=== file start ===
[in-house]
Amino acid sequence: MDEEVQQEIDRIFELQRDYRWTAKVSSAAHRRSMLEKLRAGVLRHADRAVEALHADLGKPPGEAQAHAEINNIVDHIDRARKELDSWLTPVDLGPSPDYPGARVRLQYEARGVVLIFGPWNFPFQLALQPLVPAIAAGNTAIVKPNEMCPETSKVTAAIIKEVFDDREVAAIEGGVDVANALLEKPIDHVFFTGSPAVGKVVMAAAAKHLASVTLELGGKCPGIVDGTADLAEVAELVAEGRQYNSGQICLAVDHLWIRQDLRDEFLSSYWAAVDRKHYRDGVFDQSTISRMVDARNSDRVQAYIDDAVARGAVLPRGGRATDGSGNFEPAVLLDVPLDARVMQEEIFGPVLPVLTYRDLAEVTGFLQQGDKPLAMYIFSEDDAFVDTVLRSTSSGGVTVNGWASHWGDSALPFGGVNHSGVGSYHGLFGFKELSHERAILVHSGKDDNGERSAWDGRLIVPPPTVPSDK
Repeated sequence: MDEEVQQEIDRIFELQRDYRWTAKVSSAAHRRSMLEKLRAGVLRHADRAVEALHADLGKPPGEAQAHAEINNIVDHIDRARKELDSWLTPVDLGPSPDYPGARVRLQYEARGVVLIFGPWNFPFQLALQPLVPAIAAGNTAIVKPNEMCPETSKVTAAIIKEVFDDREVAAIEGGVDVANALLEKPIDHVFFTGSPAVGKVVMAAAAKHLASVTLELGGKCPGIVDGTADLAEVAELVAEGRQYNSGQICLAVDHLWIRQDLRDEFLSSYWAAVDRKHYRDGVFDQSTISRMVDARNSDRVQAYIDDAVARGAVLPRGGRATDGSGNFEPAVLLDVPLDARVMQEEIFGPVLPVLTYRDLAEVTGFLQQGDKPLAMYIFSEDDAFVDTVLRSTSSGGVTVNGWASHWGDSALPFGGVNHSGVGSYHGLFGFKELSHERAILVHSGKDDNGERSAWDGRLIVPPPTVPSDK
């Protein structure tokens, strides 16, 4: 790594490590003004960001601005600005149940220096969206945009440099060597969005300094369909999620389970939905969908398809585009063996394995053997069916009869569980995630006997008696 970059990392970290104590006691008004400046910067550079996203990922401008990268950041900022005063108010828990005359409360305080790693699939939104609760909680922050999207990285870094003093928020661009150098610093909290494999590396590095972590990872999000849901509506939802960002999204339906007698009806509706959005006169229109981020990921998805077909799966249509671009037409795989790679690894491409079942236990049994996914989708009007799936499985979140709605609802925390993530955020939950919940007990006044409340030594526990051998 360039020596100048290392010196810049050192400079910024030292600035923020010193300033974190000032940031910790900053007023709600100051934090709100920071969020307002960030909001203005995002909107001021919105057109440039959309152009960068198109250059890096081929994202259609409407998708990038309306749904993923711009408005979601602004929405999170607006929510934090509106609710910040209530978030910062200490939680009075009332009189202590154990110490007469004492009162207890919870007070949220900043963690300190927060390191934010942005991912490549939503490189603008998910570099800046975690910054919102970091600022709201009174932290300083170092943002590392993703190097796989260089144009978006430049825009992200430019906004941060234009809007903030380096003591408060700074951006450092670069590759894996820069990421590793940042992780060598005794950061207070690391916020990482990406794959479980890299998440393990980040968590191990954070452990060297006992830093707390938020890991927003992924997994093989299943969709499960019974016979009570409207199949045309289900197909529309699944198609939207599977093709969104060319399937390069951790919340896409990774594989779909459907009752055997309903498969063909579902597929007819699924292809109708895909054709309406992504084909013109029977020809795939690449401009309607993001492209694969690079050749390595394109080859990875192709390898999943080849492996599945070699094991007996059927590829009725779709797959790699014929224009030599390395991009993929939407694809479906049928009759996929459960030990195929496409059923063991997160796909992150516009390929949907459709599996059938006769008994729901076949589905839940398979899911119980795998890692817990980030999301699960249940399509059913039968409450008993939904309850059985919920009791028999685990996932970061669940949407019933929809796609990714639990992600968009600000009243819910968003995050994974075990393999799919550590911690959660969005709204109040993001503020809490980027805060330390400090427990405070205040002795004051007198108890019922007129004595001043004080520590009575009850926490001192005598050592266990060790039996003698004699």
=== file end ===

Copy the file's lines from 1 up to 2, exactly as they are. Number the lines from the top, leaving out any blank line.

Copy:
[in-house]
Amino acid sequence: MDEEVQQEIDRIFELQRDYRWTAKVSSAAHRRSMLEKLRAGVLRHADRAVEALHADLGKPPGEAQAHAEINNIVDHIDRARKELDSWLTPVDLGPSPDYPGARVRLQYEARGVVLIFGPWNFPFQLALQPLVPAIAAGNTAIVKPNEMCPETSKVTAAIIKEVFDDREVAAIEGGVDVANALLEKPIDHVFFTGSPAVGKVVMAAAAKHLASVTLELGGKCPGIVDGTADLAEVAELVAEGRQYNSGQICLAVDHLWIRQDLRDEFLSSYWAAVDRKHYRDGVFDQSTISRMVDARNSDRVQAYIDDAVARGAVLPRGGRATDGSGNFEPAVLLDVPLDARVMQEEIFGPVLPVLTYRDLAEVTGFLQQGDKPLAMYIFSEDDAFVDTVLRSTSSGGVTVNGWASHWGDSALPFGGVNHSGVGSYHGLFGFKELSHERAILVHSGKDDNGERSAWDGRLIVPPPTVPSDK